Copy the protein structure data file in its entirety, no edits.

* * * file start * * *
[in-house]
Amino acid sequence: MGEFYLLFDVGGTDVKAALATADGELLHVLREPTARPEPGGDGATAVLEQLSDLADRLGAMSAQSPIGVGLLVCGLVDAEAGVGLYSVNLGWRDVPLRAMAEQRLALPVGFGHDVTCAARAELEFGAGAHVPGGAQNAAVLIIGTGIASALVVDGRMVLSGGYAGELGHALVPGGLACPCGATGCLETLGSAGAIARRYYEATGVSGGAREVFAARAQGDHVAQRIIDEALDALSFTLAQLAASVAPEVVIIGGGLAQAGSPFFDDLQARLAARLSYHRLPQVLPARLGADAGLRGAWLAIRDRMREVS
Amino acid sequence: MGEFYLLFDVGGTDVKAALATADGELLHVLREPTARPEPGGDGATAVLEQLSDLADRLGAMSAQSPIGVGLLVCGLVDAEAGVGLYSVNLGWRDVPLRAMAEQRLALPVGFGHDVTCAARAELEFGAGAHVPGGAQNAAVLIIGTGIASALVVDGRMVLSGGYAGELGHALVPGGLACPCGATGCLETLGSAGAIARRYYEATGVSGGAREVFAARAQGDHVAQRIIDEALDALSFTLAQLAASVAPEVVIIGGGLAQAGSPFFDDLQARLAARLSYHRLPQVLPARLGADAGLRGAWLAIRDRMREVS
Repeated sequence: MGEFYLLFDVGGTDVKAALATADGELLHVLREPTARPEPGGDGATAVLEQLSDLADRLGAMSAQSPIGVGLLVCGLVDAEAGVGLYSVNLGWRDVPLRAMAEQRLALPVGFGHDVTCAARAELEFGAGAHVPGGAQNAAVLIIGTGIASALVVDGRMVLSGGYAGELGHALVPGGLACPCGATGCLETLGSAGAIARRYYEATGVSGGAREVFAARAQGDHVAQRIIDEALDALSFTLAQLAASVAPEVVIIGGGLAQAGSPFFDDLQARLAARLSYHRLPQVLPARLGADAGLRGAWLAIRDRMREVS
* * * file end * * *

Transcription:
[in-house]
Amino acid sequence: MGEFYLLFDVGGTDVKAALATADGELLHVLREPTARPEPGGDGATAVLEQLSDLADRLGAMSAQSPIGVGLLVCGLVDAEAGVGLYSVNLGWRDVPLRAMAEQRLALPVGFGHDVTCAARAELEFGAGAHVPGGAQNAAVLIIGTGIASALVVDGRMVLSGGYAGELGHALVPGGLACPCGATGCLETLGSAGAIARRYYEATGVSGGAREVFAARAQGDHVAQRIIDEALDALSFTLAQLAASVAPEVVIIGGGLAQAGSPFFDDLQARLAARLSYHRLPQVLPARLGADAGLRGAWLAIRDRMREVS
Amino acid sequence: MGEFYLLFDVGGTDVKAALATADGELLHVLREPTARPEPGGDGATAVLEQLSDLADRLGAMSAQSPIGVGLLVCGLVDAEAGVGLYSVNLGWRDVPLRAMAEQRLALPVGFGHDVTCAARAELEFGAGAHVPGGAQNAAVLIIGTGIASALVVDGRMVLSGGYAGELGHALVPGGLACPCGATGCLETLGSAGAIARRYYEATGVSGGAREVFAARAQGDHVAQRIIDEALDALSFTLAQLAASVAPEVVIIGGGLAQAGSPFFDDLQARLAARLSYHRLPQVLPARLGADAGLRGAWLAIRDRMREVS
Repeated sequence: MGEFYLLFDVGGTDVKAALATADGELLHVLREPTARPEPGGDGATAVLEQLSDLADRLGAMSAQSPIGVGLLVCGLVDAEAGVGLYSVNLGWRDVPLRAMAEQRLALPVGFGHDVTCAARAELEFGAGAHVPGGAQNAAVLIIGTGIASALVVDGRMVLSGGYAGELGHALVPGGLACPCGATGCLETLGSAGAIARRYYEATGVSGGAREVFAARAQGDHVAQRIIDEALDALSFTLAQLAASVAPEVVIIGGGLAQAGSPFFDDLQARLAARLSYHRLPQVLPARLGADAGLRGAWLAIRDRMREVS